The second image is a false color image which combines data from Band 1, Band 2, and Band 4. The red band of the image is mapped to the level of Band 2 normalized by the mean Band 2 value for the whole image. The green band is a scaled representation of Band 1 (visible). The blue band is mapped to an inverted Band 4. The colder something is, the bluer it is. This color scheme results in daytime images that appear somewhat real (ocean is blue, clouds are whitish, land is grey or green. During the night, the land will turn blue as it cools, while the ocean will appear red because it is still warm. Hotspots in this image appear redish.
The third image is produced from Band 1 data. Since Band 1 is a measure of albedo, this image allows cloud, land, and water to be distinguished on the basis of their reflectance. Clouds are evident as light areas due to their high albedo. Land and water appear as darker areas owing to their lower albedo. At night this image is dark and shows nothing because there is no reflected sunlight to be detected. This image has been stretched to emphasize the detail at low albedo levels.
The fourth image is similar to the RGB image. The main difference being that the green band is mapped to probability, as defined below. This means that while hot areas will be red and colder areas will be blue, true hotspots will show up as bright yellow.
The fifth image is a tool that is designed to determine areas of thermal interest. It is the defined as Band 2 minus Band 4 divided by Band 2 plus Band 4. During the day, the Band 2 value is corrected for reflected light by subtracting a weighted Band 1. This means that anything that is thermally bright, and has a large difference, and is not visibly bright has the best chance of being thermally interesting. Small hot spots are particularly easy to spot in this image.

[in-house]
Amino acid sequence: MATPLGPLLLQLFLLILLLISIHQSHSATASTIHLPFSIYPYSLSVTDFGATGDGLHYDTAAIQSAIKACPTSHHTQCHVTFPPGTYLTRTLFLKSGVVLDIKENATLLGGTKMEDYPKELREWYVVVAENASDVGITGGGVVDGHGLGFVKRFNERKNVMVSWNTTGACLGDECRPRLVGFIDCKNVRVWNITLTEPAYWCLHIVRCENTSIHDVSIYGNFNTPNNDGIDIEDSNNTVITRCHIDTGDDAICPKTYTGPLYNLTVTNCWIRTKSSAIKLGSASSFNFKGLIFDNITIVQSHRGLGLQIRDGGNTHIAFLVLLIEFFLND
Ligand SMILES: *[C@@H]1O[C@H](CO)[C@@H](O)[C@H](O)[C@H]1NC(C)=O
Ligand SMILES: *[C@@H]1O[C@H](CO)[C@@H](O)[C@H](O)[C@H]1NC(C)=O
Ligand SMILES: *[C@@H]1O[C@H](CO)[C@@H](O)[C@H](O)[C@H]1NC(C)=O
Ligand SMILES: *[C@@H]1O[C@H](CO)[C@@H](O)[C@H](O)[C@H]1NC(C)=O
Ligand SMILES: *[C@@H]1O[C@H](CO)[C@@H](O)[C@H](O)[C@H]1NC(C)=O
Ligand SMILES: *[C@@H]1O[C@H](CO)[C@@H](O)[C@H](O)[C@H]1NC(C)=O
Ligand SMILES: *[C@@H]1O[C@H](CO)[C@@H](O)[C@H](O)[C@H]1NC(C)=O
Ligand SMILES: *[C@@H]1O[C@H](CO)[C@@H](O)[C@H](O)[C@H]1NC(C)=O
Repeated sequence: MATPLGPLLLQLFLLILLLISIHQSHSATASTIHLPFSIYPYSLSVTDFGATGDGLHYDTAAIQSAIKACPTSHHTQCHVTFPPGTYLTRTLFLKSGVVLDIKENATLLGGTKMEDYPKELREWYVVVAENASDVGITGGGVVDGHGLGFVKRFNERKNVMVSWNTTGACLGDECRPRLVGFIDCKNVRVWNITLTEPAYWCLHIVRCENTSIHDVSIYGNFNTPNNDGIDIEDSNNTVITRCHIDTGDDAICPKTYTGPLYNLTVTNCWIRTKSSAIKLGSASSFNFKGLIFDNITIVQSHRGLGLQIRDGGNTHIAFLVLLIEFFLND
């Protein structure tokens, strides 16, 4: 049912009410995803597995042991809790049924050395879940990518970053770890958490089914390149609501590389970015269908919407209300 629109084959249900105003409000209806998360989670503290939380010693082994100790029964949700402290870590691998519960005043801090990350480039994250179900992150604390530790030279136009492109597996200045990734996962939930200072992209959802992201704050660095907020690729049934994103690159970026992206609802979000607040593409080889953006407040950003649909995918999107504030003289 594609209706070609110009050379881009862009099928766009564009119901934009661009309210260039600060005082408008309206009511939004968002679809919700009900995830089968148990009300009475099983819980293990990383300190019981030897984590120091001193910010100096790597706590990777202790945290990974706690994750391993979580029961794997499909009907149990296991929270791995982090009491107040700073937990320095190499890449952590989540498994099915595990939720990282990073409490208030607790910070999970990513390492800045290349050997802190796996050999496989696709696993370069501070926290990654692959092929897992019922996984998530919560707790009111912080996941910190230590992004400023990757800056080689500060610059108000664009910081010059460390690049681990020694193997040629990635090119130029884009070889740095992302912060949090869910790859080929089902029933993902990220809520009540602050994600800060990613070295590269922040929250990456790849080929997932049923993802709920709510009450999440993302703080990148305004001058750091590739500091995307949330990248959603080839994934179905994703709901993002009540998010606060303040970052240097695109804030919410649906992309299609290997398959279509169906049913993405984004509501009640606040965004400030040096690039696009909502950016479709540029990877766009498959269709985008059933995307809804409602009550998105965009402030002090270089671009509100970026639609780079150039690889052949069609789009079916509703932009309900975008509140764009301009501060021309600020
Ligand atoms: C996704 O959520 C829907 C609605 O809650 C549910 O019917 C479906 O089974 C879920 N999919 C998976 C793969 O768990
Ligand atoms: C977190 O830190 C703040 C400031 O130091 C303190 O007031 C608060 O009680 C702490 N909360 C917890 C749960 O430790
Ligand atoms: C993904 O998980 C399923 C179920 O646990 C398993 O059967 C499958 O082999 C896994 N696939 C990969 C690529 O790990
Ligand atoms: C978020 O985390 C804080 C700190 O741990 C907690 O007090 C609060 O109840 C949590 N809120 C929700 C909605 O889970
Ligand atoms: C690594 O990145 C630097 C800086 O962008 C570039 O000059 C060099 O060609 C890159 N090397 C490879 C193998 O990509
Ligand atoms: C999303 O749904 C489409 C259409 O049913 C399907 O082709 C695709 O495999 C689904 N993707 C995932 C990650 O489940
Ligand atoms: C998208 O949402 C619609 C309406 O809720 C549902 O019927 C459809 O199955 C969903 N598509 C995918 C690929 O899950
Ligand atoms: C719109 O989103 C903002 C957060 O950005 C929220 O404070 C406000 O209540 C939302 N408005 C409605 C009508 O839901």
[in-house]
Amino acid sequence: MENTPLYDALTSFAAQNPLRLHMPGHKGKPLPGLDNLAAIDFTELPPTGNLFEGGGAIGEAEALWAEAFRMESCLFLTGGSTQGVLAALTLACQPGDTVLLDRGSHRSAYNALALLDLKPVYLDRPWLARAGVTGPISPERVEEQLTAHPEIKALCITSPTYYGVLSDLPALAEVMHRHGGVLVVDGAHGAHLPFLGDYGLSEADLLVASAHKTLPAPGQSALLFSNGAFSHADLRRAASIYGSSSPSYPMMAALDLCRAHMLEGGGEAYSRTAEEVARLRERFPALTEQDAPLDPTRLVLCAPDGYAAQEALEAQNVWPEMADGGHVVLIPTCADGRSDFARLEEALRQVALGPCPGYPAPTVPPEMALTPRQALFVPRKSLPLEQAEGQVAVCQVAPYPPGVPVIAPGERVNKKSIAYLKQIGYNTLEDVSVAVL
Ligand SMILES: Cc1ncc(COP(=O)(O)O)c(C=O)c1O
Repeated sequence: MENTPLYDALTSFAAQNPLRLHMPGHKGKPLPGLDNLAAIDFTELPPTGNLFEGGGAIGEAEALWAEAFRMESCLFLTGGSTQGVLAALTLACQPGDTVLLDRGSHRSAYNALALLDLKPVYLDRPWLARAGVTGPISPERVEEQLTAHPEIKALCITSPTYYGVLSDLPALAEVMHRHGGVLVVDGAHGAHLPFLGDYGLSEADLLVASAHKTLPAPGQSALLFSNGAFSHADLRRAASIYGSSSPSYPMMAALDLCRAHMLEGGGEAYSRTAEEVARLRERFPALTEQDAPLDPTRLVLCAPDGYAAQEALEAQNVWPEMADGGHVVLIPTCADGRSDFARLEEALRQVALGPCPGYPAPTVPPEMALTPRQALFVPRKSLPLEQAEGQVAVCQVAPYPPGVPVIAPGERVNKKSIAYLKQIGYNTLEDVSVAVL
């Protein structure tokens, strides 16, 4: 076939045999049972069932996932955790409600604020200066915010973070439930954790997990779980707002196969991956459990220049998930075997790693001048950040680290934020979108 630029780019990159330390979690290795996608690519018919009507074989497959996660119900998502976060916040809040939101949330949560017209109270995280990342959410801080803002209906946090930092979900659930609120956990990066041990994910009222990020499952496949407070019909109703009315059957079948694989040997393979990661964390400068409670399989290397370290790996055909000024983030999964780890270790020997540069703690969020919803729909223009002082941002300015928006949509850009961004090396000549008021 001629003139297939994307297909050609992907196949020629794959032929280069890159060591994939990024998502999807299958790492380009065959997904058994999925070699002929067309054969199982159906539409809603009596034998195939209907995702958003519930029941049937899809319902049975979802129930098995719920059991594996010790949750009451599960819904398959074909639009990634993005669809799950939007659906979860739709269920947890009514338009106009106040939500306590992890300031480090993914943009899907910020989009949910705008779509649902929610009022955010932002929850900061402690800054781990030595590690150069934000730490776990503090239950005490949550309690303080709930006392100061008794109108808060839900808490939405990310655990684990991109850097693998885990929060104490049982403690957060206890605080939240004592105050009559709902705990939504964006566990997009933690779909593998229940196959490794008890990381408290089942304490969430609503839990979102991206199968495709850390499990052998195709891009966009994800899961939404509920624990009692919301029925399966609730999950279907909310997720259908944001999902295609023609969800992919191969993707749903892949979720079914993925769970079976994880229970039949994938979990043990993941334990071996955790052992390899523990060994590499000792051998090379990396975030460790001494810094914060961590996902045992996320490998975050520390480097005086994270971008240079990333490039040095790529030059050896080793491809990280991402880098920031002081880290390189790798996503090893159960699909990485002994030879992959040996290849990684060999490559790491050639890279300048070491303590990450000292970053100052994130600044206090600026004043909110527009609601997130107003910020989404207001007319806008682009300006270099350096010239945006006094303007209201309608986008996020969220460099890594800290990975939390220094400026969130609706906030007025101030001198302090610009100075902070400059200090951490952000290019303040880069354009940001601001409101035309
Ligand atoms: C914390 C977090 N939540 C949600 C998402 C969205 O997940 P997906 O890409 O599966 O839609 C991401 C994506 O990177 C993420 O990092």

In addition to the images, tables of statistics are calculated for the image as a whole, and
sometimes for select areas of the image. The values in these "log" files are as follows:
Band 1 Albedo: Peak, Mean and Standard Deviation
Band 2 Radiance: Peak, mean and Standard Deviation
Band 4 Radiance: Peak, mean and Standard Deviation
Band 2 Radiance, corrected for reflectance and cooling with altitude: Peak, mean and Standard Deviation
Band 4 Radiance, corrected for cooling with altitude: Peak, mean and Standard Deviation
Corrected Band 4 minus band 2 Radiance: Peak, mean and Standard Deviation
Probability Index: Peak, mean and Standard Deviation
Total Pxiel Count
Hot Pixel Count
Saturated Pixel Count
Further information about the GOES satellites is available from the NOAA Satellite Information System at: http://psbsgi1.nesdis.noaa.gov:8080/EBB/ml/nic00.html.
|Software development by Andy Harris, Eric Pilger, and Harold Garbeil, Hawaii Institute of Geophysics and Planetology.|
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GOES 9/10/12 Hotspot Images
Hawai'i Institute of Geophysics and Planetology,
School of Ocean and Earth Science and Technology,
University of Hawai'i